FAQs

What is the Samaritan House?

Samaritan House is a 16-bed State-certified treatment facility for adult men who have completed a detoxification program but are still recovering from alcohol or drug addiction.  Samaritan also has a nine-bed sober living house for men. Opening Fall 2019, an addition to our Campus- the new Samaritan Center residence hall that will provide 16 additional beds. 

What happens at Samaritan House?

Individuals actively participate in programs, including individual, group and family counseling, case management, relapse prevention and life skills training.  They remain substance free and obtain full-time employment within 21 days of admission.  Length of stay is anywhere from 3 to 9 months.

What is the difference between Samaritan House’s certified halfway and sober living programs?

Our “halfway house” is an active and certified rehabilitation treatment program that is staffed 24-hours per day.  While there, residents receive intensive individual and group counseling for their substance abuse while establishing a sober support network, securing new employment, and finding new housing.  After approximately six months, residents may transition to our sober living transitional beds that help continue the reintegration process by offering a healthy peer network and model of recovery without a required program of treatment.

Why is Samaritan House important to the community?

Samaritan House changes lives. It provides a place to ease people recovering from addiction back into society while building a strong network of support around them that lowers their chance of relapse.  In the words of one program graduate, “Quite simply, the Samaritan House . . . taught me personal responsibility one day at a time.”  Said another program graduate, “It was the best decision I’ve ever made toward independence.”  The benefits of recovery extend far beyond the client himself.  Families are rebuilt, jobs are secured, and communities gain productive members who contribute to the tax base. No longer are our clients a burden on public resources but instead become contributing members of society.  Indeed, the cost for one day at Samaritan House is dramatically less than the cost of one day in jail or the hospital – repositories for many people who suffer from addiction. 

How does admission work?

A professional addiction counselor refers potential Samaritan House clients from an Intermediate Care Facility, Intensive Outpatient Program or Jail-Based Substance Abuse program.  

Who pays for it?

Participants are financially responsible for the payment of fees.  At present, on average 60% is paid by government sources while 40% is self/private payment. Our goal is to transition to a broader fee-for-service business model offering a continuum of clinical addiction, health and employment services to our clients in order to produce a more diverse revenue stream while at the same time positioning and aligning our care model for the anticipated (and uncertain) changes in the State and Local health care implementation of the Affordable Care Act (ACA). 

When did Samaritan House begin?  

Samaritan House was founded in 1971 by a group of recovering addicts who saw a need for residential care.  After receiving state certification, the facility moved from West Street to eight wooded acres in a secluded part of Annapolis. 

Who runs Samaritan House?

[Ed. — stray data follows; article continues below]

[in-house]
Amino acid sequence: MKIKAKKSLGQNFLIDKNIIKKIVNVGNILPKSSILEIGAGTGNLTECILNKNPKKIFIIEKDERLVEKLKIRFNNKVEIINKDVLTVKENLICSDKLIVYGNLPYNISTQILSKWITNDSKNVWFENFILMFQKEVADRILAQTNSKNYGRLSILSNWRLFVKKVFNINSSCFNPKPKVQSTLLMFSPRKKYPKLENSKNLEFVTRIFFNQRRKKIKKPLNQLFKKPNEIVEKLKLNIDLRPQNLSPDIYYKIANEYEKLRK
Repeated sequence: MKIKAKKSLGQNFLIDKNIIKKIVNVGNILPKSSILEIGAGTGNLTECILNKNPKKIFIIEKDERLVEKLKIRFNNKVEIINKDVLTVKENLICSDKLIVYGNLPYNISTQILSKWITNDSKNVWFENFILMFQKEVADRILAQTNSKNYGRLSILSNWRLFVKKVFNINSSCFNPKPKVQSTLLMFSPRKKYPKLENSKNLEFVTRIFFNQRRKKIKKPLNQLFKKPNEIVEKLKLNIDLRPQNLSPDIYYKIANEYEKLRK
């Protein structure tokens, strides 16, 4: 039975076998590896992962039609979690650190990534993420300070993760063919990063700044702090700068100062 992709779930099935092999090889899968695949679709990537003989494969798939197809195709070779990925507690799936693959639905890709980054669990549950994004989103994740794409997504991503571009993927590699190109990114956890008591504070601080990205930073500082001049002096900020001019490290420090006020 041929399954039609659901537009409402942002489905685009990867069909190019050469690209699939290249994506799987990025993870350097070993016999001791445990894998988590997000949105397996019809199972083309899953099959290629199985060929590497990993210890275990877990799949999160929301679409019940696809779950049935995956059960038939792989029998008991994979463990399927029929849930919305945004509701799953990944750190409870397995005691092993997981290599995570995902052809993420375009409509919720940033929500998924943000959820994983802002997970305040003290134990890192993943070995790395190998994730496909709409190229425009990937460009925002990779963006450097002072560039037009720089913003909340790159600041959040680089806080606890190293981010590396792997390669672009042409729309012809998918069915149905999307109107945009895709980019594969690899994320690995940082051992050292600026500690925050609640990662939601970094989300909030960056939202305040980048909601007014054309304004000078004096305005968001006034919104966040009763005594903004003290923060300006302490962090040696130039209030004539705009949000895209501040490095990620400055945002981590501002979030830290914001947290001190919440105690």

Samaritan House is a 501(c)(3) tax-exempt non-profit organization that is governed by a volunteer Board consisting of community members from the corporate, non-profit and education sectors.  Our Executive Director, Michael Goldfaden, holds a Masters degree in Social Work and has been associated with Samaritan House for 20 years. He is supported by two full- time addiction counselors and two full-time aides/house managers, along with dedicated volunteers and interns.

Why does Samaritan House need to expand?

As the only certified residential care facility in the Annapolis area for men and one of a just a few qualified facilities that provide comprehensive care, Samaritan House frequently has a waiting list. Men unable to receive services often fall through the cracks, losing life's ground, leaving behind families and children. Further, the fragmented system of care in Maryland results in many patients starting and stopping treatment and thus jeopardizing their ability to achieve long-term sobriety.  The Samaritan House expansion will also result in cost savings for the corrections and healthcare systems since people who struggle with addiction fall in the one percent of the population that accounts for 20% of the nation’s healthcare costs.  Samaritan House’s services help reduce the number of these “super-utilizers” who make frequent trips to the emergency room and jail by addressing their more complex needs in a comprehensive method.

What is the Campus of Recovery?

The Campus of Recovery , which will be completed in Fall 2019, will include a new 16-bed dormitory for men, space for outpatient counseling, an outdoor pavilion and a paved roadway for campus access.  Client service will continue uninterrupted during construction.  Upon completion Samaritan House will become a full-service "continuum of care" facility that offers residential treatment to sober living with outpatient services. Learn More

How can I help?

Without the continued generosity of people like you, we would not be able to continue to provide these much needed services. Making a charitable financial donation greatly benefits the operations and programs at the Samaritan House. Click Here to see ways in which you can help the Samaritan House with your contribution.